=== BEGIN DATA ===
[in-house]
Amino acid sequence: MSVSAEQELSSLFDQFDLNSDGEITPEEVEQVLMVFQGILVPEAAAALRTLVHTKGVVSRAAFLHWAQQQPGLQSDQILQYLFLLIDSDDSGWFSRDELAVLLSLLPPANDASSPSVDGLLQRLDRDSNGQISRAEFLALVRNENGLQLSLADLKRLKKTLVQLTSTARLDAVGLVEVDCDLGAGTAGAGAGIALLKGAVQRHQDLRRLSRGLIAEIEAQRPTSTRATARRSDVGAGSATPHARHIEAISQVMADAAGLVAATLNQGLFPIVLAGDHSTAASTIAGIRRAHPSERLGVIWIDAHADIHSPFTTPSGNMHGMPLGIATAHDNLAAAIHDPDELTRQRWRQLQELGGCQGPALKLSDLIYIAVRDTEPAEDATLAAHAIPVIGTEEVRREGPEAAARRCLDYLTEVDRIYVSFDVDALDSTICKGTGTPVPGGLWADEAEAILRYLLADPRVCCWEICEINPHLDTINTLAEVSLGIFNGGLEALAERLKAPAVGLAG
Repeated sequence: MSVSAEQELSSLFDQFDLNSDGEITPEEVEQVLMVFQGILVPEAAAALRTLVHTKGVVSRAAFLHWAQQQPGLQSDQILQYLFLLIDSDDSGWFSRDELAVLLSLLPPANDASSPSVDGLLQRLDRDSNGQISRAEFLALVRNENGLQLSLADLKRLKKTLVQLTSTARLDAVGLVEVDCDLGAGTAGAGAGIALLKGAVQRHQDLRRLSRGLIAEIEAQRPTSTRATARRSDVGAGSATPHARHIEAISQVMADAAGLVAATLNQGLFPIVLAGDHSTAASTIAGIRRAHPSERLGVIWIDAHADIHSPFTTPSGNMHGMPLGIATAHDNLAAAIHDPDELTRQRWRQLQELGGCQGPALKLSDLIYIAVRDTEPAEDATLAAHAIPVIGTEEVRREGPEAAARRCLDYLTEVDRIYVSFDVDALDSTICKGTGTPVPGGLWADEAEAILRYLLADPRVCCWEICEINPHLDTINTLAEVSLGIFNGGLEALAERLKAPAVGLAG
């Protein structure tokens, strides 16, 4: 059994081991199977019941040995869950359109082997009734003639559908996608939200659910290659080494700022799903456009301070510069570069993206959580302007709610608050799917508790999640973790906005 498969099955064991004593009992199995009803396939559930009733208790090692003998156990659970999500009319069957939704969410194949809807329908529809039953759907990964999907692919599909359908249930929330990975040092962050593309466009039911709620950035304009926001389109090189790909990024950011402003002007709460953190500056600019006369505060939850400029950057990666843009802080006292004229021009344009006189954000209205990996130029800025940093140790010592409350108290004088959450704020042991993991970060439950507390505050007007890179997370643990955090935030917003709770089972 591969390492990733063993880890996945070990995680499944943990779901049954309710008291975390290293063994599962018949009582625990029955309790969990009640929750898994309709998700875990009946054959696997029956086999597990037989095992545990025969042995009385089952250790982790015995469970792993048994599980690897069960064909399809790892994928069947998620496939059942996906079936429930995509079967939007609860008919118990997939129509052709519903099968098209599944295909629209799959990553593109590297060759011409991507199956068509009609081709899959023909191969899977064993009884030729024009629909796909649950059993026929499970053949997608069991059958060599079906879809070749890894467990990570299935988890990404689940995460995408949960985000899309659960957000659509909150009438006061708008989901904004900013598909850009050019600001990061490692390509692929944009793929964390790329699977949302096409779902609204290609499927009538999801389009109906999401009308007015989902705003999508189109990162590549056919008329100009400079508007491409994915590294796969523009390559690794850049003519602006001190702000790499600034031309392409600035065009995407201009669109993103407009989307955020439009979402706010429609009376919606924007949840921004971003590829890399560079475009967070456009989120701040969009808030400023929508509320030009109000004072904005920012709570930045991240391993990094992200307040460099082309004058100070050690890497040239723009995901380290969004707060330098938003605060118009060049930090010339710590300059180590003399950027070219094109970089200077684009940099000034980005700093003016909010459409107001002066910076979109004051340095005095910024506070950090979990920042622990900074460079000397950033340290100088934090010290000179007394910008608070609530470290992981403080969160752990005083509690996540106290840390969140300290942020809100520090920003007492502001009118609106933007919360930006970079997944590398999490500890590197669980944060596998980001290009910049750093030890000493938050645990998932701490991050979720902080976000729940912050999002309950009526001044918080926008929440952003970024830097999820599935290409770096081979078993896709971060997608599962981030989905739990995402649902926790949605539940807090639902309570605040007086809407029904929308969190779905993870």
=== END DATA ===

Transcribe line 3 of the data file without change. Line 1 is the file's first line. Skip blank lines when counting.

Repeated sequence: MSVSAEQELSSLFDQFDLNSDGEITPEEVEQVLMVFQGILVPEAAAALRTLVHTKGVVSRAAFLHWAQQQPGLQSDQILQYLFLLIDSDDSGWFSRDELAVLLSLLPPANDASSPSVDGLLQRLDRDSNGQISRAEFLALVRNENGLQLSLADLKRLKKTLVQLTSTARLDAVGLVEVDCDLGAGTAGAGAGIALLKGAVQRHQDLRRLSRGLIAEIEAQRPTSTRATARRSDVGAGSATPHARHIEAISQVMADAAGLVAATLNQGLFPIVLAGDHSTAASTIAGIRRAHPSERLGVIWIDAHADIHSPFTTPSGNMHGMPLGIATAHDNLAAAIHDPDELTRQRWRQLQELGGCQGPALKLSDLIYIAVRDTEPAEDATLAAHAIPVIGTEEVRREGPEAAARRCLDYLTEVDRIYVSFDVDALDSTICKGTGTPVPGGLWADEAEAILRYLLADPRVCCWEICEINPHLDTINTLAEVSLGIFNGGLEALAERLKAPAVGLAG